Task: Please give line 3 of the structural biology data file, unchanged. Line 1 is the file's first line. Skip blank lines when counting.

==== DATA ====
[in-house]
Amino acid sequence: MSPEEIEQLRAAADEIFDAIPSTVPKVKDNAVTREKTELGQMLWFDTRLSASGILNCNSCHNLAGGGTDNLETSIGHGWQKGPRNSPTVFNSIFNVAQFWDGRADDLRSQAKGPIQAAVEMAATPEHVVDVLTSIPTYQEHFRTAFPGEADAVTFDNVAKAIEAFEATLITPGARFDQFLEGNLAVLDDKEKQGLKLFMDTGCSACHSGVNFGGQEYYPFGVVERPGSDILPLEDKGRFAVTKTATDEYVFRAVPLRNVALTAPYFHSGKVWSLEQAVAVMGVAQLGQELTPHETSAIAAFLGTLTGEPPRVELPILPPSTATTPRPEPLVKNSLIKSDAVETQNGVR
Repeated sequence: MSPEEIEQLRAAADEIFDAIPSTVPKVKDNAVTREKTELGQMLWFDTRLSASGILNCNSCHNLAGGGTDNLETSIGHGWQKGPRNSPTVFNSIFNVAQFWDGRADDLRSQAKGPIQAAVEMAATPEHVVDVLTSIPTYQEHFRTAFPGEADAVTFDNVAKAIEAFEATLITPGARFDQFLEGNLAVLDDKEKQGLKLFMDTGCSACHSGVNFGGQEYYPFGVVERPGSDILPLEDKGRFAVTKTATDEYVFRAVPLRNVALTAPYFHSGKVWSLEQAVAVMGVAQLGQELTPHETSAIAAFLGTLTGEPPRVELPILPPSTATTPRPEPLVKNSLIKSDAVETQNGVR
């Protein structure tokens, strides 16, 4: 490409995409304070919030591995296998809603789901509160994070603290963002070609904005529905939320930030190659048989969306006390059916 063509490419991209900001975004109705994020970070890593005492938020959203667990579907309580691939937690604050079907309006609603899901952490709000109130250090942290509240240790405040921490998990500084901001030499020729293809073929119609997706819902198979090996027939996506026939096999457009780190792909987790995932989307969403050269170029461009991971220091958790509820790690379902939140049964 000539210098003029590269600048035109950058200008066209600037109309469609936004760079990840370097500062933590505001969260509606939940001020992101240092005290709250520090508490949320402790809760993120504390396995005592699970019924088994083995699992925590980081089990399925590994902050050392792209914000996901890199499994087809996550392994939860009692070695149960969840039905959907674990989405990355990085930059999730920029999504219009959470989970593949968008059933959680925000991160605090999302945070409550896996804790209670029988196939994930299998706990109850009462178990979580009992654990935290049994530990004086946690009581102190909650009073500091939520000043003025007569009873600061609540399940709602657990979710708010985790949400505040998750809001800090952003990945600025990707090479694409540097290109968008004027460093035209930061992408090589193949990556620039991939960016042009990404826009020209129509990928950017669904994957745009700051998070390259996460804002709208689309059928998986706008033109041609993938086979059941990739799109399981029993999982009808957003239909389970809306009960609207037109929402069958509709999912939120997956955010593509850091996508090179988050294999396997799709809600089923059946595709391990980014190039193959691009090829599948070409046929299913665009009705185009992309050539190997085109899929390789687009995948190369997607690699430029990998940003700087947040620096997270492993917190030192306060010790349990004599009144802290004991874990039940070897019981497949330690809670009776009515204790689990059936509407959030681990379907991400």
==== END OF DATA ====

Repeated sequence: MSPEEIEQLRAAADEIFDAIPSTVPKVKDNAVTREKTELGQMLWFDTRLSASGILNCNSCHNLAGGGTDNLETSIGHGWQKGPRNSPTVFNSIFNVAQFWDGRADDLRSQAKGPIQAAVEMAATPEHVVDVLTSIPTYQEHFRTAFPGEADAVTFDNVAKAIEAFEATLITPGARFDQFLEGNLAVLDDKEKQGLKLFMDTGCSACHSGVNFGGQEYYPFGVVERPGSDILPLEDKGRFAVTKTATDEYVFRAVPLRNVALTAPYFHSGKVWSLEQAVAVMGVAQLGQELTPHETSAIAAFLGTLTGEPPRVELPILPPSTATTPRPEPLVKNSLIKSDAVETQNGVR